Professor Sahlberg said spending time in schools can provide valuable insights into the complexities of today’s education system.
“One significant aspect that needs to change is the school environment itself,” he said.
“Schools should resemble workplaces where educators have opportunities to collaborate, reflect, and innovate. Quick fixes such as importing teachers from overseas or marginally increasing salaries won’t address the root causes of the problem.”
Professor Sahlberg noted that in Australia, both teachers and principals work longer hours compared to many other OECD countries, and that students also have longer hours in school.
“Despite expectations that the pandemic would bring disruptive change, the education landscape largely remains the same, with issues like rigid time schedules and extended classroom hours persisting,” he said.
“To make the teaching profession more appealing and sustainable, a shift is needed. Schools should allocate time away from formal instruction and learning to create a culture of collaboration, reflection, and support among educators.”
Professor Sahlberg said this change can help alleviate the “crowded and hectic” nature of schools, making them more attractive to both students and teachers.
“In summary, addressing the teacher shortage and retaining talent in the teaching profession requires a fundamental transformation in how schools operate. By prioritising collaboration, reflection, and a more balanced workload, schools can become places where both students and educators thrive,” he said.
“This transformation can ultimately help make teaching a more desirable and sustainable career choice.”
Digital wellness must be front and centre amid AI revolution
Speaking to the rapid advancements in AI, and its implications for Australian schools, Professor Sahlberg said schools, both in Australia and globally, must make strategic decisions on how to integrate this technology, and others, into their educational practices.
“AI is just one component of the broader technological landscape in schools. The primary focus should be on promoting digital wellness and responsible technology use, encompassing AI and other digital tools,” he said.
“This involves understanding what constitutes safe, healthy, and responsible device usage.”
Professor Sahlberg says the first area of development that schools should prioritise is digital wellness and wellbeing, ensuring that students understand how to use devices, including AI, in a safe and responsible manner.
“This includes topics like online safety, digital ethics, and responsible device usage,” he said. “Moving forward, schools should recognize the transformative potential of AI and other emerging technologies in education.”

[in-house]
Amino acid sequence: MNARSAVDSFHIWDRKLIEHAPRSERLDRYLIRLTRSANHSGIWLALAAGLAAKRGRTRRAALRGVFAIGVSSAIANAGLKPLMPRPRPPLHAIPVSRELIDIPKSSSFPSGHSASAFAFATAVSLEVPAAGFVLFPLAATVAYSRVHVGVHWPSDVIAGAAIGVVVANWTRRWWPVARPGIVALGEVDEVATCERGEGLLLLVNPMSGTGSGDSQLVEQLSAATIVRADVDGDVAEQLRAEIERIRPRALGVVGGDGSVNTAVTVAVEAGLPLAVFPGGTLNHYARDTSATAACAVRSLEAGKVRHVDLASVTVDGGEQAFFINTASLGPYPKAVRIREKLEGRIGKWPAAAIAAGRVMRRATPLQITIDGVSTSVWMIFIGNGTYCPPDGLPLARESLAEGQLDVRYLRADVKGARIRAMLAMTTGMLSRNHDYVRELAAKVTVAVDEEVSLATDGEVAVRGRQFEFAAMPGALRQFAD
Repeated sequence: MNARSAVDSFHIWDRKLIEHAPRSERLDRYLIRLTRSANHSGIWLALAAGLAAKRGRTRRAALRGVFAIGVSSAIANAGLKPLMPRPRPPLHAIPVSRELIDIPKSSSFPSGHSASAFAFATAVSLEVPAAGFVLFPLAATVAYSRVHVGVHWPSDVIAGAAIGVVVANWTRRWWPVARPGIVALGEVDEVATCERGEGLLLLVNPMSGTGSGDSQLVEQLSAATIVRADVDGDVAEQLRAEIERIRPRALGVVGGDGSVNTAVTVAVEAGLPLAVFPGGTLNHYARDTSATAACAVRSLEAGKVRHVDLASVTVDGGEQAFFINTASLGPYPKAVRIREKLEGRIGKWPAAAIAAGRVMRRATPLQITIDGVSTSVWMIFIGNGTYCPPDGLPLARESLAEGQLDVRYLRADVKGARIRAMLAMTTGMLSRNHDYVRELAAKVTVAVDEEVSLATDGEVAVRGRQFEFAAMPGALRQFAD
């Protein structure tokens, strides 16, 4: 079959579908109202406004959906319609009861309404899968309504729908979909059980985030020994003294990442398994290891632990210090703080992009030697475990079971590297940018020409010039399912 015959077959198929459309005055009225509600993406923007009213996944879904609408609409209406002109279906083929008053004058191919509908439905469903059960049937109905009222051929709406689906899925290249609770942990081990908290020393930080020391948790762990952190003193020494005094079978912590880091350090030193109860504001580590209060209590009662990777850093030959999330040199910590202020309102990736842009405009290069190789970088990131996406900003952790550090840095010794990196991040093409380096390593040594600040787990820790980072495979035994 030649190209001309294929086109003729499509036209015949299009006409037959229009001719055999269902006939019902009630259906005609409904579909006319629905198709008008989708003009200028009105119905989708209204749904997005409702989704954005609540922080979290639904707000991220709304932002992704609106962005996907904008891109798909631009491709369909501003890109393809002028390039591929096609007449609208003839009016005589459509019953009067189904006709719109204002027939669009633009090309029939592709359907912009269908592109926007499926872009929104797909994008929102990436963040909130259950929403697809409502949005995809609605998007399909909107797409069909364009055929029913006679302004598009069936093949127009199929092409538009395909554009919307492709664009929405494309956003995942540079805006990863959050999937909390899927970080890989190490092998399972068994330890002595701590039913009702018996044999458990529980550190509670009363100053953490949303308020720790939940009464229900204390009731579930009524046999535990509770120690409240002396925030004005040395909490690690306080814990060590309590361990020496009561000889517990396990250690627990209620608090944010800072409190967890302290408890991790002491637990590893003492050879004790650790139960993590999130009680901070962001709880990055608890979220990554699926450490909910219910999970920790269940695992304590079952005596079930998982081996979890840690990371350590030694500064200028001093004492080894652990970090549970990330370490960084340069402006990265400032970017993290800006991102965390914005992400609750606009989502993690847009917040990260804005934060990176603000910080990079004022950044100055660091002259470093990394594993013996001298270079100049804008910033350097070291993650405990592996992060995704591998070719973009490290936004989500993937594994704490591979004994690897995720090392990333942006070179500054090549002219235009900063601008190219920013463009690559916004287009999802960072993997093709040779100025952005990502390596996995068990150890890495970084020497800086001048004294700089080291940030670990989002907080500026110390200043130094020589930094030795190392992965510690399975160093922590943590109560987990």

Professor Sahlberg said AI has the power to revolutionise teaching and learning, and that it is essential to prepare both educators and students for this shift.
“Many young people are already well-versed in AI and technology, surpassing many adults in their proficiency. Therefore, it is crucial to bridge the generation gap and work collaboratively with students to explore how AI can enhance education,” he said.
“Engaging students in conversations about the future of teaching and learning, curriculum design, and assessment methods can provide valuable insights. This partnership with students can help schools adapt to the changing educational landscape and create a more appealing and effective learning environment.”
In conclusion, says Professor Sahlberg, schools should embrace AI and other emerging technologies as tools for positive change.
“While there are potential risks and challenges, young people are often more aware of these issues than adults,” he said. “Collaborative efforts between educators and students can help leverage the potential of AI while ensuring responsible and beneficial integration.”
‘We need to chart a new course forward’
Reflecting on the major challenges the Australian education system is facing, Professor Sahlberg says highlighted the need to foster more creativity and bold thinking when it comes to the future of education.
“We should refrain from frequently saying, ‘This is how it’s always been’ or ‘This is what school was like when I attended’,” he said. “It’s essential for parents and society to trust our teachers and schools to explore new directions because that’s precisely what we require.”
Professor Sahlberg said Australia also needs a fresh direction for education.
“We must view the future through a different lens,” he said. “My hope is that as a nation, as a society, and as individuals, we can find the courage to acknowledge that while there are many valuable aspects of our education system, many practices are no longer relevant. We need to chart a new course forward.”
Professor Sahlberg said this also extends to his experiences traveling around Australia, especially in remote and First Nations communities.
“It’s crucial to recognize that these communities and their children deserve better educational opportunities. The future belongs to them as well,” he said.
“My family and I could choose to live in almost any country globally, but we’ve chosen to stay in Australia. It’s a commitment to be part of this beautiful nation and its people, who are working towards a better future.”
However, Professor Sahlberg said achieving this future “requires the courage and boldness to let go of outdated practices and engage in inclusive thinking that includes the First Nations communities, who play a vital role in the world we live in here”.
“This is a significant undertaking, but it’s one that holds the promise of positive change.”